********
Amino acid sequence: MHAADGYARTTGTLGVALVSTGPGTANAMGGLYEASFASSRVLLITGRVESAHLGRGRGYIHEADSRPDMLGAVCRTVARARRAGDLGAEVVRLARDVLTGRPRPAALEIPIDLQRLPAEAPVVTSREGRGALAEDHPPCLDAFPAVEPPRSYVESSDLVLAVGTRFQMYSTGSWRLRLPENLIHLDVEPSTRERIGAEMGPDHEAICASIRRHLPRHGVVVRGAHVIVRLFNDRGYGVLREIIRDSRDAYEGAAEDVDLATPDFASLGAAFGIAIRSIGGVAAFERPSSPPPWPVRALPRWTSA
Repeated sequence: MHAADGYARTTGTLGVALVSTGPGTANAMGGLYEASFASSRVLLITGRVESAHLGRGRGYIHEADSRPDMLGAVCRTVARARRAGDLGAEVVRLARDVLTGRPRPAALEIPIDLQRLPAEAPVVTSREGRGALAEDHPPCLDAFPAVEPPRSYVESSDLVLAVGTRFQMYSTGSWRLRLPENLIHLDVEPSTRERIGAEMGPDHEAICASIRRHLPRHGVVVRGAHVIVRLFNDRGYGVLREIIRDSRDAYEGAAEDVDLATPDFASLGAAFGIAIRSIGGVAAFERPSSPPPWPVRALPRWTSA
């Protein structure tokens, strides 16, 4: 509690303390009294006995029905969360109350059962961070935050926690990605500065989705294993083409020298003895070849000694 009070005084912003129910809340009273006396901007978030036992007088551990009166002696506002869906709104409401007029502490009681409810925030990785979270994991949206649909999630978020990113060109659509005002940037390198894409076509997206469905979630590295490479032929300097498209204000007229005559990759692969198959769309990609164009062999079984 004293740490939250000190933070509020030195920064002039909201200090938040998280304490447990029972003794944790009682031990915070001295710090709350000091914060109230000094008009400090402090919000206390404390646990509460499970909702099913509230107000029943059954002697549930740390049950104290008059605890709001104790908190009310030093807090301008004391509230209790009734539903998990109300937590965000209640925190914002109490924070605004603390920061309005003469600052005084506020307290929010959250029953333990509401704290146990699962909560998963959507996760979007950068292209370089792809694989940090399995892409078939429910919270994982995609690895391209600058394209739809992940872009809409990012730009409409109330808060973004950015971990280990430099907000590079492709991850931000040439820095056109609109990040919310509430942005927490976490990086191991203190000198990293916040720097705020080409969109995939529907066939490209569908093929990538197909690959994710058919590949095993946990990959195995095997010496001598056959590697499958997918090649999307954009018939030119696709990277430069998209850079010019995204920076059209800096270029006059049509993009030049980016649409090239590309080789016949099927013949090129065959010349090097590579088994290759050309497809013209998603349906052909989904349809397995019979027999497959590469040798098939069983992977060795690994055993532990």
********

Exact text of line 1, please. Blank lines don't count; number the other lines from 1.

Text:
Amino acid sequence: MHAADGYARTTGTLGVALVSTGPGTANAMGGLYEASFASSRVLLITGRVESAHLGRGRGYIHEADSRPDMLGAVCRTVARARRAGDLGAEVVRLARDVLTGRPRPAALEIPIDLQRLPAEAPVVTSREGRGALAEDHPPCLDAFPAVEPPRSYVESSDLVLAVGTRFQMYSTGSWRLRLPENLIHLDVEPSTRERIGAEMGPDHEAICASIRRHLPRHGVVVRGAHVIVRLFNDRGYGVLREIIRDSRDAYEGAAEDVDLATPDFASLGAAFGIAIRSIGGVAAFERPSSPPPWPVRALPRWTSA